L.A. is where hot and emo­tion­ally un­avail­able peo­ple mi­grate in or­der to mate, spawn and mul­ti­ply in abun­dance. They’re all unique and spe­cial in their own way, but united in their de­sire to “just hang out,” avoid “la­bels,” and not text me back.

There was the much older than me and un­em­ployed trust-funded “play­wright” I met as a fresh-out-of-USC in­tern at a DTLA theater com­pany. The hot les­bian club pro­moter who asked me out for what I thought was a date but turned out to be a pro­mo­tional “ladies night” event with 300 other ladies in a packed bar in Sil­ver Lake. And pos­si­bly the grand queen supreme of all L.A. un­avail­ables: the guy in a band with a small fol­low­ing based in the Val­ley. Who was also my neigh­bor. Don’t do that.

The thing about peo­ple who are un­avail­able, though, is that they’re al­ways hot, and they’re al­ways re­ally, re­ally, cool. And dat­ing them can be fun and wacky! The minute I leave their dingy Kore­atown apart­ment, they dis­ap­pear with­out a trace and I never know when they’ll resur­face, like magic. They’re al­ways ready to make in­sane plans at 2 a.m. and in­vite me to a Los An­ge­les Lady Arm Wrestlers event, which I think is so cool even though they know I have to get up early.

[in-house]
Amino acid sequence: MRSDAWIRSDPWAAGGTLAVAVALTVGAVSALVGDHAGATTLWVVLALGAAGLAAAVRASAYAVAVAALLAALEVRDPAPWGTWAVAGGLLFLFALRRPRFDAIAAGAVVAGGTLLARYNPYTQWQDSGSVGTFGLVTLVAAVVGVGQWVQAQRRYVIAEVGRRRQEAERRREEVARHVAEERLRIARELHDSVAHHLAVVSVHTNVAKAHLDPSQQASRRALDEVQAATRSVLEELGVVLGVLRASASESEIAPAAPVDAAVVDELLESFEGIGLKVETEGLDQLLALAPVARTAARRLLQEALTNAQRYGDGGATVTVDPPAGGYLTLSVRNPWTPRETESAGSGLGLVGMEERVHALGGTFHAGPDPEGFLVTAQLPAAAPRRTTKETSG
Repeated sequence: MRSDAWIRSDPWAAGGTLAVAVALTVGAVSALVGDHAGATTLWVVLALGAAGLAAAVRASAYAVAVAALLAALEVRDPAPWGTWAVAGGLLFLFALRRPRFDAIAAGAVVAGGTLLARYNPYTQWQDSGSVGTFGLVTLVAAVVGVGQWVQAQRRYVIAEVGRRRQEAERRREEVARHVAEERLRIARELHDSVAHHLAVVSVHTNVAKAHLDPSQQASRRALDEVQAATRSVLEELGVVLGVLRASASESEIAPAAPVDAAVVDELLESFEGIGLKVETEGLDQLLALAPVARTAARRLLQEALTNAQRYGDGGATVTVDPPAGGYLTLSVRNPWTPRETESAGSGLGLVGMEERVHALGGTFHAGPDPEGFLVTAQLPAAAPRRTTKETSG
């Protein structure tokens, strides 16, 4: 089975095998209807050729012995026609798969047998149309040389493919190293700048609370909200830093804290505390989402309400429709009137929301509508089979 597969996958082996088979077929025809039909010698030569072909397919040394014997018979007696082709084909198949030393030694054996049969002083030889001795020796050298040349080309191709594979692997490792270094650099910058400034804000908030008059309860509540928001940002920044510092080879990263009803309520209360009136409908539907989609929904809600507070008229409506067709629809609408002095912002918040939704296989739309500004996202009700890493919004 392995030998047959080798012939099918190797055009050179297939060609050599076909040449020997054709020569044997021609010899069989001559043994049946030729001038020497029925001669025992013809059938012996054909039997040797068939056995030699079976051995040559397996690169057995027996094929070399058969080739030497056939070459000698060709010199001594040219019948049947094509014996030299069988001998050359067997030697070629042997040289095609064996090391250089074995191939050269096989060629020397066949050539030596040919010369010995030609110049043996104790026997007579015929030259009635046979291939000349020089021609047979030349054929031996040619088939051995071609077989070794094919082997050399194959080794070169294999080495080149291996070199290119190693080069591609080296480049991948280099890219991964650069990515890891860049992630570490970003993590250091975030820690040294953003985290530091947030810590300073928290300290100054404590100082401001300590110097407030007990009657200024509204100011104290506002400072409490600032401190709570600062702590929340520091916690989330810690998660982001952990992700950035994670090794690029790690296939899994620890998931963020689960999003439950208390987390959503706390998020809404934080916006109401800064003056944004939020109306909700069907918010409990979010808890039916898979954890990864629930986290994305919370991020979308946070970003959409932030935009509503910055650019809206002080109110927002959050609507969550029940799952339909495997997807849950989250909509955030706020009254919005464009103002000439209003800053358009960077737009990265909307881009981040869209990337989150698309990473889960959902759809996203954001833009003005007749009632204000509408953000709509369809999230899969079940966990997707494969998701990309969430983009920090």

I never know if this per­son ac­tu­ally even likes me or if they’re do­ing coke in the bath­room while I wait to in­tro­duce them to my friends, fi­nally. They know where to go and who to go with and they al­ways have cool friends or know a guy who can get us in some­where. Oh, but they never in­tro­duce me when we go out in pub­lic to­gether? Who cares? I’m a mess any­way and this is silly and whim­si­cal fun.

I al­ways had a ton of wacky sto­ries about how I was in a weird, un­de­fined sex thing with some­one for six months and was ghosted af­ter I asked where the re­la­tion­ship was go­ing. Or how my heart was be­ing shat­tered be­cause I found my­self in a poly thing that ended up be­ing a cheat­ing thing. I’d lis­tened to a sad-sack self-help au­dio­book while sit­ting in traf­fic on the 405 on the way to see my ther­a­pist, and for a while I thought I was mak­ing progress but the Bo­tox in her fore­head made it hard to tell if she was proud of me or mildly un­com­fort­able.